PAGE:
New £10 note celebrating Jane Austen unveiled on 200th anniversary of her death

Chief Cashier Victoria Cleland with the new 10 note featuring Jane Austen.
Chief Cashier Victoria Cleland with the new 10 note featuring Jane Austen.

A new £10 note celebrating Jane Austen has been unveiled by the Bank of England on the 200th anniversary of the author's death.

The new tenner, which will be issued on September 14, is the first Bank of England banknote with a tactile feature to help blind and partially-sighted users.

The new 10 note featuring Jane Austen

The new 10 note featuring Jane Austen

The new tactile feature is a series of raised dots in the top left-hand corner of the banknote, developed with the help of the RNIB.

Features already incorporated into banknotes to help vision-impaired people include different sizing, bold numerals, raised print and differing colour palettes.

Bank of England Governor Mark Carney unveiled the design of the new £10 banknote at Winchester Cathedral, where the Pride And Prejudice and Sense And Sensibility author was buried after her death in 1817 at the age of 41.

The design of the new note includes a portrait of Austen commissioned by her family, Austen's writing table and a quote from Pride And Prejudice: "I declare after all there is no enjoyment like reading!"

Mr Carney said: "Our banknotes serve as repositories of the country's collective memory, promoting awareness of the United Kingdom's glorious history and highlighting the contributions of its greatest citizens.

"The new £10 note celebrates Jane Austen's work. Austen's novels have a universal appeal and speak as powerfully today as they did when they were first published."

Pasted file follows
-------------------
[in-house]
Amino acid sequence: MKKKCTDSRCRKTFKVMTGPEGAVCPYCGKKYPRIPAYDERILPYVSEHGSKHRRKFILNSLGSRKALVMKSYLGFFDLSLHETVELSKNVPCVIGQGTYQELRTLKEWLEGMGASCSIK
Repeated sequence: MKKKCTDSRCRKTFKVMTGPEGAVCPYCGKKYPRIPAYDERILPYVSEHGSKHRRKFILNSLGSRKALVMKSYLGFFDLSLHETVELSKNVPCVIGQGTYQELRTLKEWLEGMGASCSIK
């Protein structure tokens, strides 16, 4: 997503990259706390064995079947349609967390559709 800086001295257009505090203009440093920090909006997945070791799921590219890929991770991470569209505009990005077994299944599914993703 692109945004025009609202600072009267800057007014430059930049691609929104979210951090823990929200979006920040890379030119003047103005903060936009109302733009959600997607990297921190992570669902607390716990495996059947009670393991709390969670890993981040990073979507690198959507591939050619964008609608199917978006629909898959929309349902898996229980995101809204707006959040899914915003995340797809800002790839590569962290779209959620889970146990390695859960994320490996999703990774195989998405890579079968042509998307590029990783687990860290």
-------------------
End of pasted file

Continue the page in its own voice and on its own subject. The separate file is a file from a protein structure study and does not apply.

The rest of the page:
People can continue to spend the existing paper £10 notes for now. They will be phased out gradually as they are banked.

Legal tender status of the paper £10 featuring Charles Darwin will eventually be withdrawn in Spring 2018. The exact date will be announced at least three months in advance.

Like the £5 note already in circulation featuring Sir Winston Churchill, the new £10 banknote is made from polymer.

It is expected to last at least two-and-a-half times longer than the current paper £10 notes - around five years in total - and stay in better condition during day-to-day use.

The transition to polymer has sparked controversy after the Bank confirmed that an "extremely small amount" of tallow - or animal fat - was used to produce polymer pellets, which were part of the production process for creating the notes.

In February, the Bank took the decision that this £10 note would be manufactured on the same polymer material. At the point the decision was taken, the Bank had already printed 275 million £10 notes at a cost of £24 million.

The Bank held off signing supply contracts for the £20 polymer note featuring artist JMW Turner, which is due to be released in 2020, to better understand "the range of public opinion" surrounding the use of tallow in banknote production and explore potential plant-based substitutes like palm and coconut oil. A public consultation on the issue closed in May.

Victoria Cleland, the Bank's chief cashier, said: "The new £10 note marks the next exciting step in our introduction of cleaner, safer, stronger polymer banknotes, and I am grateful to the cash industry for their work towards a smooth transition.

"I am delighted that the Jane Austen £10 note incorporates an innovative tactile feature, which I hope will greatly benefit blind and partially sighted users."

Austen is known for providing astute insights into life through wit and social observation.

Born on December 16 1775, in Steventon, Hampshire, Austen was one of eight siblings.

She started to write short, comic stories in childhood, and her first works were published anonymously.

Sense And Sensibility was published in 1811, followed by Pride And Prejudice in 1813, originally titled First Impressions. Mansfield Park, Emma, Persuasion and Northanger Abbey followed.

While her work gave her little personal fame during her lifetime, Austen's novels started appearing on university reading lists around the start of the 20th century, with many films later exploring the themes of her writing.

Austen died on July 18 1817.

In a private journal written in 1826, Sir Walter Scott said of Austen: "That young lady had a talent for describing the involvement and feelings and characters of ordinary life which is to me the most wonderful I ever met with... What a pity such a gifted creature died so early."